BROTHERS marks could be thought to be siblings, CFI rules

European Union

In Camper SL v Office for Harmonization in the Internal Market (OHIM), the European Court of First Instance (CFI) has held that a device mark containing the words 'Brothers by Camper' was likely to be confused with a device mark prominently displaying the word 'Brothers'.

Spanish shoe company Camper SL filed an application to register a device mark containing the phrase 'Brothers by Camper' as a Community trademark for clothing, footwear and headgear. Swedish company JC AB opposed the application on the basis of its registration of a device mark incorporating the word 'Brothers', which was registered in Sweden, Finland and Denmark for the same type of products. The OHIM Opposition Division upheld the opposition, as did the Board of Appeal and subsequently the CFI.

The CFI considered the visual, aural and conceptual similarity of the two marks. Having regard to the position, size and typeface of the word 'Brothers', the court held that, even solely on a visual review, the Board of Appeal was correct in finding that this word dominated Camper's mark and created a likelihood of confusion for the relevant English-speaking Danish and Finnish public. The court also found that in view of the tendency to abbreviate marks, consumers were unlikely to pronounce the words 'by Camper' in Camper's mark, which would add to the likelihood of confusion between the respective uses of the dominant element 'Brother'. As far as conceptual similarity is concerned, the court found that the meaning of 'brother' was clear to the relevant audience and that in spite of the graphic differences between the marks and the use of the words 'by Camper', this was not sufficient to render the marks conceptually different.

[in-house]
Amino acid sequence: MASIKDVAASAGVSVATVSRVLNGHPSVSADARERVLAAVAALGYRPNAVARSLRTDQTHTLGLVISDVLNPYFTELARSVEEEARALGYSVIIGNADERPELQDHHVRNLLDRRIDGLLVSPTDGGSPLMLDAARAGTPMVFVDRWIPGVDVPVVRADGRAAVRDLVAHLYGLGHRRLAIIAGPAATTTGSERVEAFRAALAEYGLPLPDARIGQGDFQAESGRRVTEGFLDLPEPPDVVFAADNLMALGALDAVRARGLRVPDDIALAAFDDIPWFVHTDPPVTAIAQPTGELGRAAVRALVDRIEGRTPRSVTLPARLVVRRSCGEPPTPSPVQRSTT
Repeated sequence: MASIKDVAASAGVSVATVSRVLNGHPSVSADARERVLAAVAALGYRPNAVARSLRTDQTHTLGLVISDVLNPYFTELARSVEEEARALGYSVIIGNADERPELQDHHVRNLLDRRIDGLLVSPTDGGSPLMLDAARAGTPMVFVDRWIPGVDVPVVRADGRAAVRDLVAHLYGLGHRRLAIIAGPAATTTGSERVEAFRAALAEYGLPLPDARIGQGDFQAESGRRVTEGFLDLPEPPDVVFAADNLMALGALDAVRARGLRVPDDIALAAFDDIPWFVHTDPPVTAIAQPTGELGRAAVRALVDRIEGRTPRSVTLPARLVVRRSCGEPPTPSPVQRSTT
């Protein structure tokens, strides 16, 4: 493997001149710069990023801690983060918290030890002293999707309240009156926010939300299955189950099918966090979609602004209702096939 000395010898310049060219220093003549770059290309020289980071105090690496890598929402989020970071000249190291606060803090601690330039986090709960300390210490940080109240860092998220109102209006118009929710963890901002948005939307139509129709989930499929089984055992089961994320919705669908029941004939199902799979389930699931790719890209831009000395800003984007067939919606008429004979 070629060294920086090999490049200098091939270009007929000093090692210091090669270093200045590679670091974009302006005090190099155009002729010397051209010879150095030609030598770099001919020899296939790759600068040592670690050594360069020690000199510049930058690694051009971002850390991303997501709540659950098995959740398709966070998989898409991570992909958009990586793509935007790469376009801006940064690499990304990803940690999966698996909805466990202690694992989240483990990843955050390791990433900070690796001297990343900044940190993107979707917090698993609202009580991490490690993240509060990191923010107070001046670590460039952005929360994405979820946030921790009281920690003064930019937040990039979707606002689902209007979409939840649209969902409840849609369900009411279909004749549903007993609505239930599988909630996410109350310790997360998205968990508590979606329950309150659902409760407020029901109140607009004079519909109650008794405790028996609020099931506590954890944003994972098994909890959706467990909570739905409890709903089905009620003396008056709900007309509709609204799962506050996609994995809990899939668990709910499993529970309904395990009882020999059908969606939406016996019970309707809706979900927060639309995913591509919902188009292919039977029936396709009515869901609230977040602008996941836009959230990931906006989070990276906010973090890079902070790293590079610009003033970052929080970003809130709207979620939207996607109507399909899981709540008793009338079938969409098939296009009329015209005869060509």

The court then went on to focus on the overall likelihood of confusion. It noted that it is common in the clothing sector for the same mark to be configured in various ways according to the type of product and it was therefore conceivable that the relevant consumer would regard the products covered by the conflicting signs as belonging to two distinct ranges of products, which are both manufactured by the same undertaking. Also, the court considered that the renown of the CAMPER mark would not prevent average consumers accustomed to buying clothing, footwear or headgear bearing the device mark containing the word 'Brother' from confusing the products with Camper's goods. The court observed that the average consumers would rely on their imperfect mental image of the various marks and would only occasionally have the opportunity to carry out a direct comparison. Accordingly, the dominant element of the marks is crucial and in this case, the figurative components and design did not prevent a likelihood of confusion between the marks. As a result, the court dismissed the appeal.

Alistair Payne, Matheson Ormsby Prentice, Dublin

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